Yoshikawa: It is also essential to have the skill to convey the information you have earned with your feet. When I was not working, I practiced and studied reading in a training room about 3 tatami mats in size at the back of the announcements room. If a senior staff member was reading the news, I would say, “Let me study,” and go to the studio.

Furudate Nowadays, information programs are just reading from a big board, peeling off the flaps, and repeating the reading aloud again, so you never get to report in your own words. This reduces the amount of thinking and speaking for oneself. For young announcers today, that is the norm, and they have come to think that reading boards and manuscripts is announcing and moderating. Once you get into that situation, you can’t get out of it. That’s why I feel sorry for them. I don’t even get to go on live on-the-spot broadcasts.

Yoshikawa: You can tell how good they are by whether or not they can do live broadcasts. You need both the technical part of communicating and the basic knowledge of reading books and newspapers and studying on a regular basis. There are very few people who can do this.

Furudate In that sense, I think the era of the “real male announcer” ended with Shinichiro Azumi (50). Azumi is truly amazing. He teases people from an angle, makes fun of them, and speaks earnestly. It is amazing that she can put her heart into it, or not, with such freedom. He is also an excellent radio broadcaster. And at a time when it is common for people to quit their jobs at the station and go freelance, he stayed on. Azumi is now treated as an executive, and she is aiming for the position of the first president in the announcer world (laughs).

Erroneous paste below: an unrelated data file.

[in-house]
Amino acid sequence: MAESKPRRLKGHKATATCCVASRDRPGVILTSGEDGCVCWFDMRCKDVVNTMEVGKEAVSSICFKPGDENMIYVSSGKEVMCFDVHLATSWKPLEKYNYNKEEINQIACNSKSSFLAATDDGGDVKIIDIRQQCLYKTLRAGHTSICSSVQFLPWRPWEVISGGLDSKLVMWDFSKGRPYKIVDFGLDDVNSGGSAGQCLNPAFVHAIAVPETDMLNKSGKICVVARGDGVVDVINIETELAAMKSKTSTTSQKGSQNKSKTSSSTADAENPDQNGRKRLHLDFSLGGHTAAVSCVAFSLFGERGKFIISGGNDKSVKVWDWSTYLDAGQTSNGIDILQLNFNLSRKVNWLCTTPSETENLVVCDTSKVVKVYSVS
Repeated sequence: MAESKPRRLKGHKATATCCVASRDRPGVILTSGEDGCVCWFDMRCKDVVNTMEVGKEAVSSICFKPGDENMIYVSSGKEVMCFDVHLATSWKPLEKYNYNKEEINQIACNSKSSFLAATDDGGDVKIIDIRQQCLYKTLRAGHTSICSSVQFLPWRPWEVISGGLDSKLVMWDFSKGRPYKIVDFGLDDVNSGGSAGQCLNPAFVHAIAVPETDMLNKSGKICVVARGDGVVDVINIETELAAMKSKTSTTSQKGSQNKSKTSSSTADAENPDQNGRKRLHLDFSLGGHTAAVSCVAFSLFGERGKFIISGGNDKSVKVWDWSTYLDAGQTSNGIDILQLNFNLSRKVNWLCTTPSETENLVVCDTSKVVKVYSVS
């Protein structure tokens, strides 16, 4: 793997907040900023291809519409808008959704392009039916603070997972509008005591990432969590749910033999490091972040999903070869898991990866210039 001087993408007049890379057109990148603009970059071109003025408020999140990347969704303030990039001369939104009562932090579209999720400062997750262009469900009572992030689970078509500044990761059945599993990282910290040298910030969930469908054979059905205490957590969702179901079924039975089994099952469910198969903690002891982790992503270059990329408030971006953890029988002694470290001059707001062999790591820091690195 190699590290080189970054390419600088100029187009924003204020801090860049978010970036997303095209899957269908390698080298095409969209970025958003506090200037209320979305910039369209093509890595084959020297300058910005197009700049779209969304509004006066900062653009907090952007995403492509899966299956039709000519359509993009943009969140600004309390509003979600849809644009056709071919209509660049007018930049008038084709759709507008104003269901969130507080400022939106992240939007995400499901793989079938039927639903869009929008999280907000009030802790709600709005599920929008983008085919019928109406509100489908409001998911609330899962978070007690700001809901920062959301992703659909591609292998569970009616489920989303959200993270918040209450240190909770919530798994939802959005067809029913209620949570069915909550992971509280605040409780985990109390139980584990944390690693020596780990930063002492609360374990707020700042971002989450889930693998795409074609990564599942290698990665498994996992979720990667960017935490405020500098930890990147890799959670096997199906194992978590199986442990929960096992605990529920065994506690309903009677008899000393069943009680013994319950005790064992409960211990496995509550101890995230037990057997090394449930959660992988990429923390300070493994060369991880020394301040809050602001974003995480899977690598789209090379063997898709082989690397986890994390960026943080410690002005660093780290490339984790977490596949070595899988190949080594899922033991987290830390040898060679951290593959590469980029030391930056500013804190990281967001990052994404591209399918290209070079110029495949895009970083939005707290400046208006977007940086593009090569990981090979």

Yoshikawa: The recent trend is for people to think that going freelance is proof of both ability and popularity.

Furudate Speaking of that, I sincerely appreciate the “ability to be misunderstood” of today’s children. Minami Tanaka (37) and Kasumi Mori (28), formerly of TV Tokyo, are active in a variety of fields, including publishing photobooks of photogravure photos and working as actresses. In our time, we could not have had that kind of boldness. I feel that female announcers are more capable of making mistakes in a positive sense. Male announcers are not able to do that much and are not as interesting.